Nobunaga the Fool Part 2 Review


Episodes 14-24  

The warriors of the Western and Eastern Star battle on to determine who will be the Saviour King to rule them all and to bring about the coming of the Holy Grail. Jeanne Kaguya d’Arc, cursed on the Western Star for hearing voices and being a witch, has fled to the Eastern Star with Leonardo da Vinci and allied herself with Oda Nobunaga. But after Jeanne is captured by her onetime Western Star compatriots, Nobunaga sets out to win her back. King Arthur sends the mighty Alexander and his forces to attack the Eastern Star and Nobunaga finds himself on the losing side. Jeanne begins to doubt whether he really can be her Saviour King after all…could he be the King of Destruction instead?

Another (not entirely dissimilar in concept) anime Drifters has just begun streaming, also featuring Oda Nobunaga among other famous warriors taken from history but adopting a more Berserk-influenced, grimdark tone – and playing with its illustrious cast with much more imagination than in this anime.


The character designs are attractive and the concept of pitting heroes from Western and Eastern history and mythology against each other is, if not very original, intriguing. So why doesn’t Nobunaga the Fool work? The glaring problem is the writing. The characters may look attractive but they are one-note and impossible to relate to (except, possibly, the conflicted Mitsuhide). They spout wooden dialogue. And the US dub is much, much worse than the subtitles; Clint Bickham usually turns in a better script than this. I hoped, as the action shifted to the Western Star, that with the introduction of new characters, such as Alexander, Cesare (Borgia, not to be confused with Caesar) and Machiavelli (female), matters might improve, but they are just Villains. They are Bad.


The writers also seem to have it in for Jeanne d’Arc who is subjected to some unnecessarily gratuitous torture scenes (hence, I guess the 15 rating). Jeanne could have been an interesting, multi-layered, proactive warrior, but here she’s just the voluptuous poor victim girl, whose main role seems to be needing to be rescued. (The project that this was a part of also spawned a play and – apparently – an online novel in Japan. You have to hope that more care was lavished on the writing, especially the dialogue, for these than on the anime.)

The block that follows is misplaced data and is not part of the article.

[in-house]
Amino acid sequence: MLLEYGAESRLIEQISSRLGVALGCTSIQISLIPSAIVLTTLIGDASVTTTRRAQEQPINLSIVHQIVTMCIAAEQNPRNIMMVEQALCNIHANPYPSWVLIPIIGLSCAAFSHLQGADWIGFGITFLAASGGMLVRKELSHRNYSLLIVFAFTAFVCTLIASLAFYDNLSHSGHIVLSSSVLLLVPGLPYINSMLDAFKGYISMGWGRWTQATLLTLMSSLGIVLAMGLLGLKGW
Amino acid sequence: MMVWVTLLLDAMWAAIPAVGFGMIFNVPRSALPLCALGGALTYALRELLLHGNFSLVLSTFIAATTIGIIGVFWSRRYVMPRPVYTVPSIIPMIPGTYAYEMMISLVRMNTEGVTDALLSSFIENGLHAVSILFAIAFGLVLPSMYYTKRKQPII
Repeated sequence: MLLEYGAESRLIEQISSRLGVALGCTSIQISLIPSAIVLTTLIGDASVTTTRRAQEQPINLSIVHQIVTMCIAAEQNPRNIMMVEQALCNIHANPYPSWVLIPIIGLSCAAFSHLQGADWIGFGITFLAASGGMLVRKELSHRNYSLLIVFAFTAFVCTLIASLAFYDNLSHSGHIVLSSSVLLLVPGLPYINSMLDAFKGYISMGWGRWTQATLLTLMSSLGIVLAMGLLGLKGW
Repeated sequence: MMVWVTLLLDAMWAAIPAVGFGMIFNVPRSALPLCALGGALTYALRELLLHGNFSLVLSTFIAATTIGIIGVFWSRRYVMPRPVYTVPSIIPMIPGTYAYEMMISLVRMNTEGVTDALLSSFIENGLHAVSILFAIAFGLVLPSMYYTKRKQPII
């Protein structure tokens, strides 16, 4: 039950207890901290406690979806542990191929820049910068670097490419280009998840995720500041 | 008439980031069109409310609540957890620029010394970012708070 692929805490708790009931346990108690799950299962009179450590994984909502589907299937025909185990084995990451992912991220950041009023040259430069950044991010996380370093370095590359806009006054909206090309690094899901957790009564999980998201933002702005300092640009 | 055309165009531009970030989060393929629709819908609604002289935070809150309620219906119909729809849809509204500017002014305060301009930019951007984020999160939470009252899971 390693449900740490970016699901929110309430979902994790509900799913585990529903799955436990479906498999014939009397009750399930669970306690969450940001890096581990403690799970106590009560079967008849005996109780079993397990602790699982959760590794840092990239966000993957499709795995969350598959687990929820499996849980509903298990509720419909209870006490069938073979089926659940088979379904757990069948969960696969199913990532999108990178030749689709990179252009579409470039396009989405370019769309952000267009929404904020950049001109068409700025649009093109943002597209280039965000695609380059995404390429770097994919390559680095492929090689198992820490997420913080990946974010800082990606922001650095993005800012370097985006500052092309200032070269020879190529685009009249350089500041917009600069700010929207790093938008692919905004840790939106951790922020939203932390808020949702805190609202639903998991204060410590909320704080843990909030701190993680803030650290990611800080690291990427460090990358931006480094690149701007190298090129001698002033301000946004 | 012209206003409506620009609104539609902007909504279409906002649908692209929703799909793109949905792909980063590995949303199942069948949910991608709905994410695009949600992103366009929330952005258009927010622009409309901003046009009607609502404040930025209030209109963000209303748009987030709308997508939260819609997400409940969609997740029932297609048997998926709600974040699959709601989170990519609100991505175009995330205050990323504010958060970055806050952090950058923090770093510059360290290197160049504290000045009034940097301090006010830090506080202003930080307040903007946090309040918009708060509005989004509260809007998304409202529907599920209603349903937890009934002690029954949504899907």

So, if the characters are mostly unlikable cyphers, what about the famous mecha? Again, the CGI (used for the mecha battles) combines uneasily with the 2D backgrounds and character designs. And it’s hard to care about the outcomes of the mecha duels when the characters inside the machines come across as little better than machines themselves. If only as much care had been lavished on the script as on the colourful artwork for stills and landscapes.


New Opening Theme “Breakthrough” by JAM Project sounds too bland for a series about warriors battling inside giant mecha with a deeply inappropriate tinkly intro which also features on the menu and sounds more suited to a romantic comedy. (Check out the brilliant OP for Drifters “Gospel of the Throttle (Kyouhon REMIX ver.)” by Minutes Til Midnight to see how it should be done.) New Ending Theme: “RAN” (蘭; Orchid) by ASUKA is quite inoffensive but, again, just not right.

Extras comprise textless Opening and Closing songs and four trailers.

In Summary

I had hopes – given the involvement of Original Creator Shoji Kawamori (Vision of Escaflowne, Aquarion) – that this series might improve in the later episodes, but this is not the case. Perhaps if I had been unaware of his involvement, the expectations might not have been so high and the resulting disappointment less great.

4 / 10


Sarah's been writing about her love of manga and anime since Whenever - and first started watching via Le Club Dorothée in France...

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